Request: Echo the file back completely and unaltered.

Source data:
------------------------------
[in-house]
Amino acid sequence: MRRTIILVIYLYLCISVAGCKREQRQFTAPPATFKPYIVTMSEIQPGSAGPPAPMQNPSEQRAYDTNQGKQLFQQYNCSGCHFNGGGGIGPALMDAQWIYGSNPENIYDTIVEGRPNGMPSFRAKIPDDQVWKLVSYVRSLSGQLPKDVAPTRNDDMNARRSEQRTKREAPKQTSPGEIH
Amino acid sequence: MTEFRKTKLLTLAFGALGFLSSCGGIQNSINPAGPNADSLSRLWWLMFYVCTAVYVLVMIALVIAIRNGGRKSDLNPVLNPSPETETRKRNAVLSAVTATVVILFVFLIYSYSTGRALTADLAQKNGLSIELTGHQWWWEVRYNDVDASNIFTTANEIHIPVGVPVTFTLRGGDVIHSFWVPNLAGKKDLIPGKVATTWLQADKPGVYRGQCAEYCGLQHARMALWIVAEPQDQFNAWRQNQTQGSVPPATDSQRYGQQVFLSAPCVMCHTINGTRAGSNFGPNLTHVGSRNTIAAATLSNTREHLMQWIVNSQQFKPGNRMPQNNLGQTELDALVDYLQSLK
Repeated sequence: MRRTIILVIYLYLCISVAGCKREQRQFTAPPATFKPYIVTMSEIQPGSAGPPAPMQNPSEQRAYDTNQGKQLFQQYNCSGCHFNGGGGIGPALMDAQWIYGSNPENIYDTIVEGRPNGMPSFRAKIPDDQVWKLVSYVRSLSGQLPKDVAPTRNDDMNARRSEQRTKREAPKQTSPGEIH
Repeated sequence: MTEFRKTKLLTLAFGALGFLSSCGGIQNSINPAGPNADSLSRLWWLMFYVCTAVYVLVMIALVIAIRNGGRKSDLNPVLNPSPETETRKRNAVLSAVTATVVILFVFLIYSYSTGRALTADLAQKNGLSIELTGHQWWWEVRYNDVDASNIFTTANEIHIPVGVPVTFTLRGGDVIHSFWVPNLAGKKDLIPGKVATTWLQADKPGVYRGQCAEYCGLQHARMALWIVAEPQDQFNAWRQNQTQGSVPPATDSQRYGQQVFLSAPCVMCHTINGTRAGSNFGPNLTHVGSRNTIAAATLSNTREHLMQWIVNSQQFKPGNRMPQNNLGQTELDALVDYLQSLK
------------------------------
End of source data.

[in-house]
Amino acid sequence: MRRTIILVIYLYLCISVAGCKREQRQFTAPPATFKPYIVTMSEIQPGSAGPPAPMQNPSEQRAYDTNQGKQLFQQYNCSGCHFNGGGGIGPALMDAQWIYGSNPENIYDTIVEGRPNGMPSFRAKIPDDQVWKLVSYVRSLSGQLPKDVAPTRNDDMNARRSEQRTKREAPKQTSPGEIH
Amino acid sequence: MTEFRKTKLLTLAFGALGFLSSCGGIQNSINPAGPNADSLSRLWWLMFYVCTAVYVLVMIALVIAIRNGGRKSDLNPVLNPSPETETRKRNAVLSAVTATVVILFVFLIYSYSTGRALTADLAQKNGLSIELTGHQWWWEVRYNDVDASNIFTTANEIHIPVGVPVTFTLRGGDVIHSFWVPNLAGKKDLIPGKVATTWLQADKPGVYRGQCAEYCGLQHARMALWIVAEPQDQFNAWRQNQTQGSVPPATDSQRYGQQVFLSAPCVMCHTINGTRAGSNFGPNLTHVGSRNTIAAATLSNTREHLMQWIVNSQQFKPGNRMPQNNLGQTELDALVDYLQSLK
Repeated sequence: MRRTIILVIYLYLCISVAGCKREQRQFTAPPATFKPYIVTMSEIQPGSAGPPAPMQNPSEQRAYDTNQGKQLFQQYNCSGCHFNGGGGIGPALMDAQWIYGSNPENIYDTIVEGRPNGMPSFRAKIPDDQVWKLVSYVRSLSGQLPKDVAPTRNDDMNARRSEQRTKREAPKQTSPGEIH
Repeated sequence: MTEFRKTKLLTLAFGALGFLSSCGGIQNSINPAGPNADSLSRLWWLMFYVCTAVYVLVMIALVIAIRNGGRKSDLNPVLNPSPETETRKRNAVLSAVTATVVILFVFLIYSYSTGRALTADLAQKNGLSIELTGHQWWWEVRYNDVDASNIFTTANEIHIPVGVPVTFTLRGGDVIHSFWVPNLAGKKDLIPGKVATTWLQADKPGVYRGQCAEYCGLQHARMALWIVAEPQDQFNAWRQNQTQGSVPPATDSQRYGQQVFLSAPCVMCHTINGTRAGSNFGPNLTHVGSRNTIAAATLSNTREHLMQWIVNSQQFKPGNRMPQNNLGQTELDALVDYLQSLK